If high-decibel parties, chilly strolls, or waiting around for the midnight hour to strike are not your idea of a memorable New Year’s Eve, there’s always the movies. Sure, the multiplex is stocked with holiday releases, but there are other film options this weekend that allow viewers to escape and celebrate at the same time.
First Night Boston again offers a film program as part of its all-day festivities on Saturday. A centerpiece of that programming is the Festival of International Short Films at the Museum of Fine Arts, which screens in one-hour increments at noon, 1:15, 2:30, and 3:45 p.m. Admission is free with a First Night button.
The shorts festival is a collection of recent, family-friendly films from all over the world, curated by the MFA Film Department. It includes “Fisher’’ by Yoram Benz (US, 2011) about a loner who’s accidentally pushed out to sea, where he discovers a whole new world underwater. “88 mph’’ by GPG and Jean-Pierre Bernier (Canada, 2011) is a music video of the French-Canadian band Le Matos. In “Casus Belli’’ by Yorgos Zois (Greece, 2011), a continuous tracking shot shows people from all walks of life waiting in seven different types of queues, revealing an often wry commentary on social divisions. “The Storyteller’’ by Nanita Jain (UK, 2011) is about 7-year-old Nirmala’s attempts to grapple with the demons of her grandfather’s dementia when he starts to forget the details of her favorite story. “Dimanches’’ (Sundays) by Valéry Rosier (Belgium, 2011) is a look at how mankind faces the passage of time. Structured into short, tableau-like sequences, the film portrays the activities of several people in a small Belgian town: one takes a bath, another a walk, several attend a country club dance.
Time, of course, is the subject of the acclaimed video installation “The Clock’’ at the MFA’s Loring Gallery until Saturday at 4:45 p.m. World-renowned artist Christian Marclay’s ode to time is comprised of thousands of film clips, some recognizable, some not, that play in a 24-hour loop in sync with the actual time. The Boston Society of Film Critics recently cited “The Clock’’ for best editing in 2011, and the entire installation was awarded a special commendation. The show’s run was extended to the end of the year, so Saturday will be your last chance to see it.
The Roxbury Film Festival, New England’s largest film festival dedicated to works by and about people of color, teams with First Night to present the documentary “Everyday Sunshine: The Story of Fishbone’’ at 8:55 p.m. Saturday at the Hynes Convention Center, Room 200. Christopher Metzler and Lev Anderson’s film charts the 25-year career of Fishbone, a punk/funk band from South Central Los Angeles, and its dynamic frontmen whose defiance of categorization may have cost them fame and fortune. Curated by the Color of Film Collaborative and ACT Roxbury, the entire film program runs from 7:30 to 10:30 p.m. and also features several shorts. These include the 27-minute documentary “On the Grind,’’ directed and produced by James Cheeks III, about skateboarding culture; Amar Chebib’s “Mish Mush,’’ a 19-minute film about a young Syrian poet who decides to flee the country when he’s forced into military service; “Their Eyes Were Watching Gummy Bears,’’ Raafi Rivero’s 20-minute coming-of-age comedy about two African-American college students who are about to graduate from Princeton University; and “Hits and Mrs.,’’ Jerome Tarter’s 15-minute study of a professional thief.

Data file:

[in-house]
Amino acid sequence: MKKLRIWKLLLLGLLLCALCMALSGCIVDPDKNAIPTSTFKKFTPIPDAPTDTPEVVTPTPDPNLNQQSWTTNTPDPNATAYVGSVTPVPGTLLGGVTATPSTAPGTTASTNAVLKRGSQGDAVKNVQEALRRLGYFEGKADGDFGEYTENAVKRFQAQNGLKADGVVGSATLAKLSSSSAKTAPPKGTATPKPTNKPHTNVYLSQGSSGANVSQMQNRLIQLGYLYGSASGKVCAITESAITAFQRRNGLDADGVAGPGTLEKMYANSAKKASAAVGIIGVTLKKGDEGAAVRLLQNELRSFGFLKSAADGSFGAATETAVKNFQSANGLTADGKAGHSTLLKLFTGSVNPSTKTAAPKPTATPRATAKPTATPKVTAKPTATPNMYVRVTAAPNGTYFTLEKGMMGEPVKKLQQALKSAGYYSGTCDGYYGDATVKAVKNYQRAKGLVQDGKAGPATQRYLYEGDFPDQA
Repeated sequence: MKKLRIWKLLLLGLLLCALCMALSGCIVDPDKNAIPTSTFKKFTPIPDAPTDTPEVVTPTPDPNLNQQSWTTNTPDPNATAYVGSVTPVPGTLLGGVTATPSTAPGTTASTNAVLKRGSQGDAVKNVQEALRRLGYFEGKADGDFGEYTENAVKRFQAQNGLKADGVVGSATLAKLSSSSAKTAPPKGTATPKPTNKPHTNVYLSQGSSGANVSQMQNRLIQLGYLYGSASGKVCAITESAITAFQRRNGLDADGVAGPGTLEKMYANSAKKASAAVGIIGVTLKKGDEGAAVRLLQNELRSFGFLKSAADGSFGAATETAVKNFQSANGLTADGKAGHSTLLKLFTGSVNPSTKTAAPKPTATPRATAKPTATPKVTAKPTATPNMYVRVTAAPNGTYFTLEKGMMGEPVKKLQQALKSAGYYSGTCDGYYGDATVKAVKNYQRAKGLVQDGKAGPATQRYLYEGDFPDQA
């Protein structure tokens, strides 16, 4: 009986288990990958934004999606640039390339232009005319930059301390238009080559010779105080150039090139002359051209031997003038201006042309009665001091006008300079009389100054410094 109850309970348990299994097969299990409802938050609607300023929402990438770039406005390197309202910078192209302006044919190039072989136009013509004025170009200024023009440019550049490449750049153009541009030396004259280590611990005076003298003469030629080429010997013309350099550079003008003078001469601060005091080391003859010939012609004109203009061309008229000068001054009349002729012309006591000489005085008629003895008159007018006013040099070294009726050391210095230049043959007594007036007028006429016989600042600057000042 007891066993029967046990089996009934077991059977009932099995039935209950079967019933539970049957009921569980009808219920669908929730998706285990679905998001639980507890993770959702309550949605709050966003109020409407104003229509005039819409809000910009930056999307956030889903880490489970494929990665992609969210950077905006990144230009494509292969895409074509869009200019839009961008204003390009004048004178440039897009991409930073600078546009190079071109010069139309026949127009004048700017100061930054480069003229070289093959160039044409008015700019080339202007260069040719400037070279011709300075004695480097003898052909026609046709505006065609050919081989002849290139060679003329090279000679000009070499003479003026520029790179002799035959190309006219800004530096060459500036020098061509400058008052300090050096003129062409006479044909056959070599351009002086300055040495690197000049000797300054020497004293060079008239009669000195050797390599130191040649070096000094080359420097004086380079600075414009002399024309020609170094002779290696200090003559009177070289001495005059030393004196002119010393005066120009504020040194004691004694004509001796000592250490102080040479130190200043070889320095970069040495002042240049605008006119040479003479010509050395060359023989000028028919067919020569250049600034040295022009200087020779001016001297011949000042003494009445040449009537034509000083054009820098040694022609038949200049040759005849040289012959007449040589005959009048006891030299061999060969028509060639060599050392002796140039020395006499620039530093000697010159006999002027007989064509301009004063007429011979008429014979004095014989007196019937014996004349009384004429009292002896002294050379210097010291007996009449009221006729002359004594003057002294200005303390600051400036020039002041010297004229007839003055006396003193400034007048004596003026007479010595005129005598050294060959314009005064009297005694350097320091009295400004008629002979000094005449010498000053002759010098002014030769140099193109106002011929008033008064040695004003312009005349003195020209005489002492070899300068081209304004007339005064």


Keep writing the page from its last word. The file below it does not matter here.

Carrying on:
Also on the First Night bill is one of its most popular film events: the New England Anime Society’s program of Japanese animation. It screens at the Hynes Convention Center, Room 312, from 7:30 to 10:30 p.m.
Marx Brothers and more
Another local tradition is the Brattle Theatre’s New Year’s programming. This year, the homey Harvard Square institution dusts off “Strange Days,’’ Kathryn Bigelow’s 1995 sci-fi/neo-noir thriller that takes place on New Year Eve 1999. Ralph Fiennes plays Lenny, a self-loathing cop who deals in illegal recordings that allow the user to experience another person’s memories. When things go awry, Lenny and his friend Mace (Angela Bassett) must race against the clock to unravel a conspiracy. Even the last screening at 7:30 p.m. allows plenty of time to get to First Night fireworks. Or head home for an early night, since film buffs will want to return to the Brattle on New Year’s Day for the Marx Brothers Marathon. What better way to kick off 2012 than with “A Night at the Opera’’ (12:30 and 7:45 p.m.); “Animal Crackers’’ (2:30 and 9:45 p.m.); “Monkey Business’’ (4:30 p.m.) and “Duck Soup’’ (6:15 p.m.)?firstname.lastname@example.org.